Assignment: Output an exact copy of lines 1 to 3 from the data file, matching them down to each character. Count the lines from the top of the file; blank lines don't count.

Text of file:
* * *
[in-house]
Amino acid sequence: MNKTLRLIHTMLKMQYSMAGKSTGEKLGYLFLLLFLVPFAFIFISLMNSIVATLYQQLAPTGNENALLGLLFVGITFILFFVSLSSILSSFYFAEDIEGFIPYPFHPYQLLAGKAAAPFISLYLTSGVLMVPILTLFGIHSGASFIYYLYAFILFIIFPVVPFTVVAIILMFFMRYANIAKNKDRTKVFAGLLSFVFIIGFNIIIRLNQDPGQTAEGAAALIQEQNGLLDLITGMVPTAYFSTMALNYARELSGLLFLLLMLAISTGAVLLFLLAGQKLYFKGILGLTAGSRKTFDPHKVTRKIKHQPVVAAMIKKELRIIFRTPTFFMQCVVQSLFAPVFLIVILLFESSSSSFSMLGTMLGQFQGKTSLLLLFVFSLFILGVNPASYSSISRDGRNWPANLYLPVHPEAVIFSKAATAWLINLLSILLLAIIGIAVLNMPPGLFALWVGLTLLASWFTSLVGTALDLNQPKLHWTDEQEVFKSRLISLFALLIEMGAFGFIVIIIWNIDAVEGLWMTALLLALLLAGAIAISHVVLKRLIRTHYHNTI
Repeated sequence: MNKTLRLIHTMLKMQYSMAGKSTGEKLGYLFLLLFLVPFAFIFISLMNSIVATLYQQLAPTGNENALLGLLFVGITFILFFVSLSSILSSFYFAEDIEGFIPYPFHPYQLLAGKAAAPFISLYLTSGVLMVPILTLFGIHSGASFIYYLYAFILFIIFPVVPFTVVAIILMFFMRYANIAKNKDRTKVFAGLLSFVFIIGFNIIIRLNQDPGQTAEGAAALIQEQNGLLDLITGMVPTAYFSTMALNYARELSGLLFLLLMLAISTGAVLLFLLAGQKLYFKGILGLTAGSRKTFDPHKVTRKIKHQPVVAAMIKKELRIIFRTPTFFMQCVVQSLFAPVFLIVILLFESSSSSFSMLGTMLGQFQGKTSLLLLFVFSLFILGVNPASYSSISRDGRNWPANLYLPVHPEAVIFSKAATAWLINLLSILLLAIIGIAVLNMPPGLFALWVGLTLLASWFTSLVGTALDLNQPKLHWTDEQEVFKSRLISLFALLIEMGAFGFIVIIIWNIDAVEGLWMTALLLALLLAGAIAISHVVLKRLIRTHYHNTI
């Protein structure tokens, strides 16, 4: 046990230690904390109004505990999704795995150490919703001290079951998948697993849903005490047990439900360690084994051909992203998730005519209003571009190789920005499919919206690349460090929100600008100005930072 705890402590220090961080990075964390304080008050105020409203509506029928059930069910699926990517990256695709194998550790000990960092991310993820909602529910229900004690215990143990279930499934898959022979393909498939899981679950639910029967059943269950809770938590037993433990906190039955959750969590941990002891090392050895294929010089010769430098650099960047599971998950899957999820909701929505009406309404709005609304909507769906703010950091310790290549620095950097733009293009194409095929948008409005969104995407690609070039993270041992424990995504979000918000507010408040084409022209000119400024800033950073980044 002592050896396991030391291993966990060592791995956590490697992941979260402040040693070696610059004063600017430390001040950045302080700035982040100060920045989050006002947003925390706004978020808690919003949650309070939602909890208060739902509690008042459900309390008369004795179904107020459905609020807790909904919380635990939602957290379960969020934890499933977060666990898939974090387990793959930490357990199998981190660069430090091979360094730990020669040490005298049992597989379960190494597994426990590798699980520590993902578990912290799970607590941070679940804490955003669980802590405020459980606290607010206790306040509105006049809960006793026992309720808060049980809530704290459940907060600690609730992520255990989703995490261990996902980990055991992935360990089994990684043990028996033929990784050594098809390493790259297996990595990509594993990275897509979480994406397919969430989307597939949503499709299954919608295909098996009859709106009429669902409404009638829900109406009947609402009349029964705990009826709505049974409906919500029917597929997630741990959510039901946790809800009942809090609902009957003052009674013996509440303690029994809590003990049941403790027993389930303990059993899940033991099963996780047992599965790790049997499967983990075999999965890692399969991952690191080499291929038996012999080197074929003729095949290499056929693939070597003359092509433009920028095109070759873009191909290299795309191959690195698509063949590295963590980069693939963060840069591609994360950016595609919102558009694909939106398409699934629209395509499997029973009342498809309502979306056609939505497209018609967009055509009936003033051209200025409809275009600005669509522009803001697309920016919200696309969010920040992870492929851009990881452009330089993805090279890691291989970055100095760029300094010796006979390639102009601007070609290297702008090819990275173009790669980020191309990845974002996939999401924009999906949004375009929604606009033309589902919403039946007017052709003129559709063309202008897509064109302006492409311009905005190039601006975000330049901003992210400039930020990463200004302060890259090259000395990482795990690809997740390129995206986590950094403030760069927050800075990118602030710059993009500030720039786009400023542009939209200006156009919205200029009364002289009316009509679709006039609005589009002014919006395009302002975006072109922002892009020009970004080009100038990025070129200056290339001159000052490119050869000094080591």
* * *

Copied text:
[in-house]
Amino acid sequence: MNKTLRLIHTMLKMQYSMAGKSTGEKLGYLFLLLFLVPFAFIFISLMNSIVATLYQQLAPTGNENALLGLLFVGITFILFFVSLSSILSSFYFAEDIEGFIPYPFHPYQLLAGKAAAPFISLYLTSGVLMVPILTLFGIHSGASFIYYLYAFILFIIFPVVPFTVVAIILMFFMRYANIAKNKDRTKVFAGLLSFVFIIGFNIIIRLNQDPGQTAEGAAALIQEQNGLLDLITGMVPTAYFSTMALNYARELSGLLFLLLMLAISTGAVLLFLLAGQKLYFKGILGLTAGSRKTFDPHKVTRKIKHQPVVAAMIKKELRIIFRTPTFFMQCVVQSLFAPVFLIVILLFESSSSSFSMLGTMLGQFQGKTSLLLLFVFSLFILGVNPASYSSISRDGRNWPANLYLPVHPEAVIFSKAATAWLINLLSILLLAIIGIAVLNMPPGLFALWVGLTLLASWFTSLVGTALDLNQPKLHWTDEQEVFKSRLISLFALLIEMGAFGFIVIIIWNIDAVEGLWMTALLLALLLAGAIAISHVVLKRLIRTHYHNTI
Repeated sequence: MNKTLRLIHTMLKMQYSMAGKSTGEKLGYLFLLLFLVPFAFIFISLMNSIVATLYQQLAPTGNENALLGLLFVGITFILFFVSLSSILSSFYFAEDIEGFIPYPFHPYQLLAGKAAAPFISLYLTSGVLMVPILTLFGIHSGASFIYYLYAFILFIIFPVVPFTVVAIILMFFMRYANIAKNKDRTKVFAGLLSFVFIIGFNIIIRLNQDPGQTAEGAAALIQEQNGLLDLITGMVPTAYFSTMALNYARELSGLLFLLLMLAISTGAVLLFLLAGQKLYFKGILGLTAGSRKTFDPHKVTRKIKHQPVVAAMIKKELRIIFRTPTFFMQCVVQSLFAPVFLIVILLFESSSSSFSMLGTMLGQFQGKTSLLLLFVFSLFILGVNPASYSSISRDGRNWPANLYLPVHPEAVIFSKAATAWLINLLSILLLAIIGIAVLNMPPGLFALWVGLTLLASWFTSLVGTALDLNQPKLHWTDEQEVFKSRLISLFALLIEMGAFGFIVIIIWNIDAVEGLWMTALLLALLLAGAIAISHVVLKRLIRTHYHNTI